PWC Survey on Economic Crimes brings out Murky Results in the Middle East

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PWC’s survey on economic crimes has posed quite a big question in the Middle-eastern companies even while raising a positive trend in the region.

Price Water Coopers (PWC), the global reputed auditing firm recently conducted an international analysis about the prevalence of economic crimes in business organisations and institutions. But while concept of the analytical survey was straightforward enough, the detailed results of the same where quite complicated, colouring the topic under greyish rather than present a totally black or white picture.

The term ‘economic crime’ in itself is a broader ambit covering various sub-headings like cyber crimes, grafts, corruption and embezzlement to name a few. According to the reports of the analytical survey, while the presence of these categorisations within economic crimes has risen sharply in the world (to about 37%), in the Middle-eastern region – comprising of test subjects from around 230 organisations across nine prominent countries in the region – the percentage has decreased sharply to about 21%.

But while this may indeed seem like a trend of positivity, the downside of this statistical number is the bigger picture surrounding it. The statistical figure of 21% represents doesn’t merely represent the reduction in the percentage of economic crimes in the region, but represents the reduction in the reportage and finding of actual percentage of economic crimes committed through necessary procedures like auditing and various other forensic scrutinising processes.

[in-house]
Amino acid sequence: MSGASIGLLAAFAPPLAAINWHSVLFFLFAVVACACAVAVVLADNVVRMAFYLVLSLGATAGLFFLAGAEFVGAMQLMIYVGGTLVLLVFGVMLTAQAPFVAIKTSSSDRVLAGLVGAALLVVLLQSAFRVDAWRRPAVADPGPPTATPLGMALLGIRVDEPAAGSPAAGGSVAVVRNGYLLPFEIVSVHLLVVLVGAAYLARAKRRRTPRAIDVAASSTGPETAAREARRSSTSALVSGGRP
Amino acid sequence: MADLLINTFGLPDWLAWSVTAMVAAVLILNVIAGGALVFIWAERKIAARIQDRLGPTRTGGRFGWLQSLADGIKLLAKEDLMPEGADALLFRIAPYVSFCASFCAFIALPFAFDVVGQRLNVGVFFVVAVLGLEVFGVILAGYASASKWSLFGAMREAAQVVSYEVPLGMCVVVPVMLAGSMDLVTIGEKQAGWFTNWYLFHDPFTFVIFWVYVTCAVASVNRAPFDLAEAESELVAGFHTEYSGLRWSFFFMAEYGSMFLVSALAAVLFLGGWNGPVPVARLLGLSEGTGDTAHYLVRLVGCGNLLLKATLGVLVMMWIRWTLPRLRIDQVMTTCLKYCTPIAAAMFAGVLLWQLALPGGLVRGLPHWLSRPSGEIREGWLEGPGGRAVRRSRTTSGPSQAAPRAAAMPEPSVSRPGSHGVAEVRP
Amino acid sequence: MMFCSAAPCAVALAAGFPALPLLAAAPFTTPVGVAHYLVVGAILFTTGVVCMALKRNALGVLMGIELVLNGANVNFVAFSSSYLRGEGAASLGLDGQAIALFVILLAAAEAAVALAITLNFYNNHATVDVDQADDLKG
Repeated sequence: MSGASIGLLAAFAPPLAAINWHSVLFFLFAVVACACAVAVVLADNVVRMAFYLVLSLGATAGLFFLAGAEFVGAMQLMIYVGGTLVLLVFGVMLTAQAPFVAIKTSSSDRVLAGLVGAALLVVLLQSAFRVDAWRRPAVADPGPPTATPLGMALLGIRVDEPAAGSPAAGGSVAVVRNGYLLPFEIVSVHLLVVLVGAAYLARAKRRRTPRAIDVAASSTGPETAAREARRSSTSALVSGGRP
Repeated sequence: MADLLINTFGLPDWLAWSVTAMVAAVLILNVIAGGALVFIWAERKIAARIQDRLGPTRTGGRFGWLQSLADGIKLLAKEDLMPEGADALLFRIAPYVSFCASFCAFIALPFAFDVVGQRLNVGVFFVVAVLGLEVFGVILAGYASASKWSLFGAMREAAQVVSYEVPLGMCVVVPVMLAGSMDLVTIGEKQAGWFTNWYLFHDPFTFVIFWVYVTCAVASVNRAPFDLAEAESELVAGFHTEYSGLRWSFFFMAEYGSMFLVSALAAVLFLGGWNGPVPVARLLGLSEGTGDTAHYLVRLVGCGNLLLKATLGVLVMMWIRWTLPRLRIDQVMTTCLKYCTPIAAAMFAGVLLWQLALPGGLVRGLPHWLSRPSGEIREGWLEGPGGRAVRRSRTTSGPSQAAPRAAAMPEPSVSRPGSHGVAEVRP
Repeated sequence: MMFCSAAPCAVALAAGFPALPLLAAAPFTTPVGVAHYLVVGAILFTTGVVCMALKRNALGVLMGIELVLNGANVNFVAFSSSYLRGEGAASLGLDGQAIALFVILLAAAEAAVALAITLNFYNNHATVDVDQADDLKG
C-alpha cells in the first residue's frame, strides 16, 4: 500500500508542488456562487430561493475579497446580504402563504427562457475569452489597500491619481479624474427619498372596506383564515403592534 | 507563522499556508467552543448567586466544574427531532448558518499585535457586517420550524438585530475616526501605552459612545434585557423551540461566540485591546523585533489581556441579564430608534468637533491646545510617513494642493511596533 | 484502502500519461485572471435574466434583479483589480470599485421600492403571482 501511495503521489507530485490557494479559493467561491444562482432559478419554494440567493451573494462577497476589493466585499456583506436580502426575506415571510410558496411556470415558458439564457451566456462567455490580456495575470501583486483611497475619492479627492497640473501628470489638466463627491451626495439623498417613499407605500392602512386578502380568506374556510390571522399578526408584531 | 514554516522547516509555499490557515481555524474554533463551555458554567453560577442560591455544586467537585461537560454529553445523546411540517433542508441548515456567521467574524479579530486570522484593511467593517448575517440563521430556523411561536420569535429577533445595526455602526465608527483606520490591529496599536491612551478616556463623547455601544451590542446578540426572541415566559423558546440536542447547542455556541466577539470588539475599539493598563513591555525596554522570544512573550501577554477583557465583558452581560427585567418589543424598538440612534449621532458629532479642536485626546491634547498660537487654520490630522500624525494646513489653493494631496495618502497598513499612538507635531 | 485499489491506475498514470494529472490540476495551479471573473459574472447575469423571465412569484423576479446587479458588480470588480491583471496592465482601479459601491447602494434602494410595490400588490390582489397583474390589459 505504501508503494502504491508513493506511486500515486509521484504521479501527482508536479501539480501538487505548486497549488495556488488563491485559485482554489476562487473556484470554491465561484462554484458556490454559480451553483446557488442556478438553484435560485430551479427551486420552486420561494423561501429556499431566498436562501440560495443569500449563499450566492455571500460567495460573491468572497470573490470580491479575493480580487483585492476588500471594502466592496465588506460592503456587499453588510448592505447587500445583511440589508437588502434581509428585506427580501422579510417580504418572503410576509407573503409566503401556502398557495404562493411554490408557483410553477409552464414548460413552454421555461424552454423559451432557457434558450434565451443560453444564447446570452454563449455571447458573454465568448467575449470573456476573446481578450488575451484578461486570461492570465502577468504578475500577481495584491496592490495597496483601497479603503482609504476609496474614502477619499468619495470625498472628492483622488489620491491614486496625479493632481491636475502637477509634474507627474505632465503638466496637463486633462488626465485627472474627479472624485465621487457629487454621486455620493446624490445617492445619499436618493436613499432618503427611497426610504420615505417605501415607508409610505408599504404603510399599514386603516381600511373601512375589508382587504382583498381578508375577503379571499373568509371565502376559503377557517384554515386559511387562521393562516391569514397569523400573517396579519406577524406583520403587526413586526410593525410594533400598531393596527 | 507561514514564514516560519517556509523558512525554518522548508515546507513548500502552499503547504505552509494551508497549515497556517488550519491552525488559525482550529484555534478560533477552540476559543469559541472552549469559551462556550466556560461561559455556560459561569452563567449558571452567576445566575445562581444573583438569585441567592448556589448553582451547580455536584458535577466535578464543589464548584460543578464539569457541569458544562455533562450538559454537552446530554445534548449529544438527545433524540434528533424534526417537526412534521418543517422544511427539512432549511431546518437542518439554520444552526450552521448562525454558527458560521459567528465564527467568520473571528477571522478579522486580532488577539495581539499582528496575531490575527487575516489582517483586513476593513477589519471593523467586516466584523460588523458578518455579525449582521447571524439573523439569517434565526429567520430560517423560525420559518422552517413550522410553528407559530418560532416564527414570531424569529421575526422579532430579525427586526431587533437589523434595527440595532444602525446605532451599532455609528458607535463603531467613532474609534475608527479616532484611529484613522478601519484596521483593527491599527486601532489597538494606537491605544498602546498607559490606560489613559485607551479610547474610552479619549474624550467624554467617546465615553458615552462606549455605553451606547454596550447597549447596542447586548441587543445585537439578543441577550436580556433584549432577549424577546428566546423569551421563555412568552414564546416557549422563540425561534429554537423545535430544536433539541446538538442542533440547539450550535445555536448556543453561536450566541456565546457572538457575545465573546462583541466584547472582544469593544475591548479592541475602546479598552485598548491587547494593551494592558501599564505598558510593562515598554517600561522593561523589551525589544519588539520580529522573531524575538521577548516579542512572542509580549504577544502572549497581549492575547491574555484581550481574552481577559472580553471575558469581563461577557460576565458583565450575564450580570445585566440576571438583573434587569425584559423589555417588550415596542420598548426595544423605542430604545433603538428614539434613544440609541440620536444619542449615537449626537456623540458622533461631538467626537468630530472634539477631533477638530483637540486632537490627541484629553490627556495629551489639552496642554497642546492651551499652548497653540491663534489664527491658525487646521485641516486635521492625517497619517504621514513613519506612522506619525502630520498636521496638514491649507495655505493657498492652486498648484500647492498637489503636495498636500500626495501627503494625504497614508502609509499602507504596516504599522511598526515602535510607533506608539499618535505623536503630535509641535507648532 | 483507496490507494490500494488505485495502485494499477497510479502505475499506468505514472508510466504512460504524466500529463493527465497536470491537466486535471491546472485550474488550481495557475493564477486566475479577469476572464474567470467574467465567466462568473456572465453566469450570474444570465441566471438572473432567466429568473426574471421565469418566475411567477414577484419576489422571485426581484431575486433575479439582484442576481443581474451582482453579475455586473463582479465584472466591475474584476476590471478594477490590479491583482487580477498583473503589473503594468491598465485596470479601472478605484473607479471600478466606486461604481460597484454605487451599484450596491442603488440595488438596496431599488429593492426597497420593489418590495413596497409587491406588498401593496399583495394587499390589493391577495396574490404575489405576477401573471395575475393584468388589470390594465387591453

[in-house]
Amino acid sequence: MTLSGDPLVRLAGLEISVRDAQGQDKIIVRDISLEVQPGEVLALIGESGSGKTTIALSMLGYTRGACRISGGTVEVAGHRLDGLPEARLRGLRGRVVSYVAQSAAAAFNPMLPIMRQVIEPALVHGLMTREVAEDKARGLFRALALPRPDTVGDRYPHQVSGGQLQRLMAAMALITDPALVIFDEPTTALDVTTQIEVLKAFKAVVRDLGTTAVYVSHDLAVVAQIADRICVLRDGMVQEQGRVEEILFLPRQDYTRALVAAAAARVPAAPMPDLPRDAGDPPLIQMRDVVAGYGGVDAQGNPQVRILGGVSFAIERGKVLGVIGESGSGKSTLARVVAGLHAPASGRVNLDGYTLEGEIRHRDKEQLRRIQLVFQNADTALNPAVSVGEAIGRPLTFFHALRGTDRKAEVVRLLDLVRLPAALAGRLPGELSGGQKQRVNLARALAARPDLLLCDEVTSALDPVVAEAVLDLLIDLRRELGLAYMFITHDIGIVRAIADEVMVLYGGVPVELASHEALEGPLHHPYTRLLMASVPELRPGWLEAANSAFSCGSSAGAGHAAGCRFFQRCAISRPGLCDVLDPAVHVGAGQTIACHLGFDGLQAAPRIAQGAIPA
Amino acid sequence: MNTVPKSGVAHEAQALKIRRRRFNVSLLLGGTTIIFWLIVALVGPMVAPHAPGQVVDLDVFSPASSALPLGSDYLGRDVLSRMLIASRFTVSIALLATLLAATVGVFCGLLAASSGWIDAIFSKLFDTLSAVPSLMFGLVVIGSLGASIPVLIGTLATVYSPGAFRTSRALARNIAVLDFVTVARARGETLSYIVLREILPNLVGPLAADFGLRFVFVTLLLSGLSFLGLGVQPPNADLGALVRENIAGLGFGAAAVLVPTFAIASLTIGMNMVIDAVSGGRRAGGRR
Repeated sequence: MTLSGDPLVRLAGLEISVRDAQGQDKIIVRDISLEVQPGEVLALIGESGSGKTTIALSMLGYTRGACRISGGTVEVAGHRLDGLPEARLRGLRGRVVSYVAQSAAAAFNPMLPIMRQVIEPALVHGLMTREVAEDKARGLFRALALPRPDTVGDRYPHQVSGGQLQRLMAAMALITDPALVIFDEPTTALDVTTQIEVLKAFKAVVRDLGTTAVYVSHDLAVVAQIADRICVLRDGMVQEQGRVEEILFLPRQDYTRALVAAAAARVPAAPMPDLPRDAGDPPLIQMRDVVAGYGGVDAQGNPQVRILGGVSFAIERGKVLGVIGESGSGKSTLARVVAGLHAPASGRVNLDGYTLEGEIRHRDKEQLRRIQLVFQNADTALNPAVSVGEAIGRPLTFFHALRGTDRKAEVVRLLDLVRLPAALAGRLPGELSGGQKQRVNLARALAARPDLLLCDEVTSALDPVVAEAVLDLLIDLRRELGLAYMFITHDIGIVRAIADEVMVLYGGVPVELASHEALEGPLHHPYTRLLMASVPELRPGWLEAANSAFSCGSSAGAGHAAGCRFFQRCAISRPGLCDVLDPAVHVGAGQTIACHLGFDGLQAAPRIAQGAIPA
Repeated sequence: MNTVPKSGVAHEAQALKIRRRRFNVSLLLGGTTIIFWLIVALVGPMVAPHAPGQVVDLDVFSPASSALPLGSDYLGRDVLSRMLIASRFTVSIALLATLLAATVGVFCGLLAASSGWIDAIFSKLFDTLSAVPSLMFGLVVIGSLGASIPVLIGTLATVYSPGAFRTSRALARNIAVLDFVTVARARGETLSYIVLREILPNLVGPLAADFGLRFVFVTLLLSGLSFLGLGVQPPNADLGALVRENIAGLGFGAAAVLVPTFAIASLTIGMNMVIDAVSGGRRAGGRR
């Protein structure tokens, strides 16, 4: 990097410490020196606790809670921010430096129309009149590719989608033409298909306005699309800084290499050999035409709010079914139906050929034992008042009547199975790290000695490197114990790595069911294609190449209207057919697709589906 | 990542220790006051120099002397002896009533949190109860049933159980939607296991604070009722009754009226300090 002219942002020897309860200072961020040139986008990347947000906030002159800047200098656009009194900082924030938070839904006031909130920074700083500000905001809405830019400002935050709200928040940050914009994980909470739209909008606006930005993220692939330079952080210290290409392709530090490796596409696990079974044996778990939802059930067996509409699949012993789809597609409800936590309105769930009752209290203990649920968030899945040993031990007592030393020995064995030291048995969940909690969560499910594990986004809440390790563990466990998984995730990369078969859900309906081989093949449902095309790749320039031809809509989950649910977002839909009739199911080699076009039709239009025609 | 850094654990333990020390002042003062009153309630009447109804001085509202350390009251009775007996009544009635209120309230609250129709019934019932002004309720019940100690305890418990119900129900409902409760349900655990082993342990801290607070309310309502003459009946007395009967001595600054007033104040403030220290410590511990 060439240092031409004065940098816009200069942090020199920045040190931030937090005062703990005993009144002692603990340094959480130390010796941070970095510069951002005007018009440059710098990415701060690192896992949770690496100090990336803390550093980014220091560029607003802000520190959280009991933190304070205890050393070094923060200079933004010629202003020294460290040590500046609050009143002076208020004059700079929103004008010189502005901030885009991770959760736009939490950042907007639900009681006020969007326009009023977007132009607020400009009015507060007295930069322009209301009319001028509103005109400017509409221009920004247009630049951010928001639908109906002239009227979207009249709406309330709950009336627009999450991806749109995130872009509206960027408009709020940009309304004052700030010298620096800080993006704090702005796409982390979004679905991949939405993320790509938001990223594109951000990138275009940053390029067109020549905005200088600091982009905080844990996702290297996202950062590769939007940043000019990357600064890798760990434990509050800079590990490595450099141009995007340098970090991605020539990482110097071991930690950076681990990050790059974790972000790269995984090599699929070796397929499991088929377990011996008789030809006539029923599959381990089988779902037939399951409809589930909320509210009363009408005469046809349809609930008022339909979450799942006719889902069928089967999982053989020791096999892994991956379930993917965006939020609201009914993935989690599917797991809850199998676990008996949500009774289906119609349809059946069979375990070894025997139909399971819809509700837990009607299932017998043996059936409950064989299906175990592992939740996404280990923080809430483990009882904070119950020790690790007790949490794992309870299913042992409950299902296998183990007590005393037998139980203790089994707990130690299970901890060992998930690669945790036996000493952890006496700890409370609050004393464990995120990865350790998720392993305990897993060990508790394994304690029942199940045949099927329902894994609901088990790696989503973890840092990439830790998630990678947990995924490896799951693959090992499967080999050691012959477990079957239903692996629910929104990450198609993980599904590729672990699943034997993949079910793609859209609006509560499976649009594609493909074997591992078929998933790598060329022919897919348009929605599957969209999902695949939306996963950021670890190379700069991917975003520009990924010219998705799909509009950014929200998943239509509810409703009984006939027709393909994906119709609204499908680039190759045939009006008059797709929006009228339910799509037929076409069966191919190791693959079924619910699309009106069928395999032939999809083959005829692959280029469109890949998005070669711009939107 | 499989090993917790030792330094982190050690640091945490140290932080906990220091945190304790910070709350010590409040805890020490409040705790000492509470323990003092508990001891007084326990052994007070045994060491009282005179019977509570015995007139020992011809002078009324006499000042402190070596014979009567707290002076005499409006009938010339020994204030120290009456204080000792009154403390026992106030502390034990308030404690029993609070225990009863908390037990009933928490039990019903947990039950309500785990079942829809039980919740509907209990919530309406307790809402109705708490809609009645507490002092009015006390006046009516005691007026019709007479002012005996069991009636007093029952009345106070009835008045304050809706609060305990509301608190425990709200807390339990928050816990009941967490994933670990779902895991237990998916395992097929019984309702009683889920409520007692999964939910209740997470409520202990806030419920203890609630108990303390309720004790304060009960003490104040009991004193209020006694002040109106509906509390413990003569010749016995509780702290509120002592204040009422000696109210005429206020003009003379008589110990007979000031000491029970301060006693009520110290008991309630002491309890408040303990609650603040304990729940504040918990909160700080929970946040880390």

In the broader context thus, this spells out to be quite a threatening gamble since economic crimes are responsible for draining a hefty chunk of most important resources in organisations. Though procedural methodologies like systematic and timely auditing, incidents and of economic criminal activities and even suspected economic criminal activities can be fished out and unearthed, allowing for greater proactive functioning and efficiency in organisations.

While the colloquial adage of criminals being two-steps ahead of the law gains notoriety across the world’s underbellies, it’s through these forensic and auditing activities that such notorious reputations are snapped off before they can cause far lingering problems and implications. Not just to the law enforcers, but also to organisations.

Speaking on the importance and relevance of forensic sciences and tools to fish out the perpetrators of such criminal acts, a senior forensic expert, Venkatesan Iyer elaborates, “Forensics is a science which helps judicial and law enforcement authorities and systems to bring the truth into the open. Towards the new millennium, it emerged that the reach of criminals was considerably widening as electronic devices, which were not widespread in their usage started to be misused more than being put to productive uses. Forensic analyses, mainly cyber forensic analyses, thus helps to fish out such acts of crime which have otherwise gone undetected and unpunished.

Mr. Iyer also emphasises the need for application and utilisation of forensic science tools in the corporate sector alongside its need in a country’s judicial system. “In my opinion, forensic sciences are essential to every corporate organisation. Corporates do conduct periodic audits, but it has often been seen that those who engage in underhanded activities, do find out ways to hoodwink even the most stringently conducted audit processes. Forensic science tools however will empower organisations and corporates better and enable them to prevent grave losses”, he points out, concluding the discussion.

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